Commission and Member States are content with this;
the proposed Article 17, agreements
with third countries, has now been deleted. It was identified
as being unnecessary, as a Council mandate would in any case be
required before any Community negotiations with a third country
Chapter 10, on in-flight measures,
has now been further simplified and brought closer into line with
existing International Civil Aviation Organisation (ICAO) requirements.
The Commission appears content that this will achieve its stated
objective of providing for the management of the interface between
in-flight and ground security measures, particularly in respect
of the carriage of weapons, without straying into areas of national
competence. We are also content, while remaining aware that it
will be necessary to closely monitor future developments in implementing
the use of the term "entities"
has now been more closely tied to bodies actually implementing
security measures, rather than those simply abiding by
them. This is an improvement, but there may still be a need
to be seek specific derogations in the implementing legislation;
on cargo exemptions, the Commission
takes the view that if the framework legislation were to contain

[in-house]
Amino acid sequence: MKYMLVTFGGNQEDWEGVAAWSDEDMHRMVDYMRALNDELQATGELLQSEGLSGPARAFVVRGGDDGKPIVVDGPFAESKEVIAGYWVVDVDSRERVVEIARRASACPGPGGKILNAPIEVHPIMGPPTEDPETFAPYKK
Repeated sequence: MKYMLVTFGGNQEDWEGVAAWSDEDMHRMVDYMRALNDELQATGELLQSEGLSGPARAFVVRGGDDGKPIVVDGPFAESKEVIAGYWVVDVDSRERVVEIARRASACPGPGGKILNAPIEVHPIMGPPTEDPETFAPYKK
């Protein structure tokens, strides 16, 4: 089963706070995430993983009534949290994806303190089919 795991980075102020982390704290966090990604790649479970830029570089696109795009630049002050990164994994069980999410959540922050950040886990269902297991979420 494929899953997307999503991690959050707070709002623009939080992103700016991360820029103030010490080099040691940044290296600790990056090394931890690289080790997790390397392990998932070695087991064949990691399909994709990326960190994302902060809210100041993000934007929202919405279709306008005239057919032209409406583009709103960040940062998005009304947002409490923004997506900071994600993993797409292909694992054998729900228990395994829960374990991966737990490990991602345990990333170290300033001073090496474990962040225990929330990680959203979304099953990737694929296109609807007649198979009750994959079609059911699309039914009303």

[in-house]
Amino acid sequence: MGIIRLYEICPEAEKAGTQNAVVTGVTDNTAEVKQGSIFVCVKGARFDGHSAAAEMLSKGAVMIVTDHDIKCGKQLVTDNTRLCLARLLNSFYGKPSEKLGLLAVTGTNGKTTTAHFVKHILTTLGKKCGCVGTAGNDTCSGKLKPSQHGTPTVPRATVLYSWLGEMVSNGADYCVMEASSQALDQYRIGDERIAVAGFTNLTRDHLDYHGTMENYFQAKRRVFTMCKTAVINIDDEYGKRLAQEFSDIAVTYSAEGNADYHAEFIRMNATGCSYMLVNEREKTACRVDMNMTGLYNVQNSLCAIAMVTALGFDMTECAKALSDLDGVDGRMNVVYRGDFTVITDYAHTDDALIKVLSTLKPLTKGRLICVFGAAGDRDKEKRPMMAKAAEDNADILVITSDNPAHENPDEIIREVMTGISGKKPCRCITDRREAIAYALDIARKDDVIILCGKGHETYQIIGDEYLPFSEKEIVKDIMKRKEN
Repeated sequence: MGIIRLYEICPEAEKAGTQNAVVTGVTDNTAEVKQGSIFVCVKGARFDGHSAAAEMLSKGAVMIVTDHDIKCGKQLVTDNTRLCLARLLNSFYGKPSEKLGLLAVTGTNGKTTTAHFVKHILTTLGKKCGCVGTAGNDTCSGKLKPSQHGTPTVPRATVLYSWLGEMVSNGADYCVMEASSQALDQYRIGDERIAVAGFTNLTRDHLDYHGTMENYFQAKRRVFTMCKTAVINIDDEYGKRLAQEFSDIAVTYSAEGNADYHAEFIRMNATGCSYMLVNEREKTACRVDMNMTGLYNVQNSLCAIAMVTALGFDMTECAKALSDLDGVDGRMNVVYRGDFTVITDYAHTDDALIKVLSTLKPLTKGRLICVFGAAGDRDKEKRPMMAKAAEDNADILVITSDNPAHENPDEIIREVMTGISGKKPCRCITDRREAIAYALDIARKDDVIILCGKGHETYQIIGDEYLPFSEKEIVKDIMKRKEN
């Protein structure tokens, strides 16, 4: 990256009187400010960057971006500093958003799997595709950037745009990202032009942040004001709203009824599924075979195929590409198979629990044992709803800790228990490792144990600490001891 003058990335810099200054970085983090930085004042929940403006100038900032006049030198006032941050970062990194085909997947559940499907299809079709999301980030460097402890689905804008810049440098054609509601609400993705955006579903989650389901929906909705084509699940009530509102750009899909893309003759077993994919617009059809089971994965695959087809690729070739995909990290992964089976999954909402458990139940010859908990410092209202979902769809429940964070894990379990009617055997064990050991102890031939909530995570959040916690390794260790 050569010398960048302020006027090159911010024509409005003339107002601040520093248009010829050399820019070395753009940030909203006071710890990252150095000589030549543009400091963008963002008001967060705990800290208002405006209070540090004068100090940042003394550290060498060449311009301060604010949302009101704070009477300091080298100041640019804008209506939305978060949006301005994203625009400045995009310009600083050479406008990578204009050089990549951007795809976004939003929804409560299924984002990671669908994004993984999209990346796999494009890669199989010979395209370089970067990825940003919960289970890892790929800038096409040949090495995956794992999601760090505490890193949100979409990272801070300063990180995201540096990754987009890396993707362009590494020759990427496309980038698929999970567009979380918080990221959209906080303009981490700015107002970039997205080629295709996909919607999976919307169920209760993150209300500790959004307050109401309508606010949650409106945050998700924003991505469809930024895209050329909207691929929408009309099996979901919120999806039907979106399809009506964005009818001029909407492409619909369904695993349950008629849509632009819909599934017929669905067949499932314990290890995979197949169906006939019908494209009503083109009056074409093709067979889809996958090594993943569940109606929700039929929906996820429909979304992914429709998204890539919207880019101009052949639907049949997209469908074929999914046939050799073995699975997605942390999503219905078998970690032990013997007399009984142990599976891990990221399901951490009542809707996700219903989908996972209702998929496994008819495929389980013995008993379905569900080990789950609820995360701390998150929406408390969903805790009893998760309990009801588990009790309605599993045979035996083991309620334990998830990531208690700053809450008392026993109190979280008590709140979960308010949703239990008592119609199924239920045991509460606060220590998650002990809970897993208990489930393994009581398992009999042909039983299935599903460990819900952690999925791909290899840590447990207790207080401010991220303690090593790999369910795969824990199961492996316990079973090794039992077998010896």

provisions paralleling those for transfer passengers and baggage,
other types of cargo exemptions would not be possible. The UK
is of the view that options other than establishing "equivalency"
(the intended basis for exemptions for transfer passengers and
baggage) might be appropriate, in particular for all-cargo flights.
We can therefore accept the text as it stands.
The Gibraltar provision was also of interest
to the Committee. The UK Government is currently involved in positive
and constructive trilateral discussions with the Spanish and the
Government of Gibraltar on a number of Gibraltar topics, including
the airport. In the meantime, we are confident that the relationship
we have with the Spanish intelligence community is such as to
ensure that were any information about possible threats to Gibraltar
airport to come to them, they would share it with us.
Other Member States have voiced a number of
concerns about the proposed regulation. These have usually been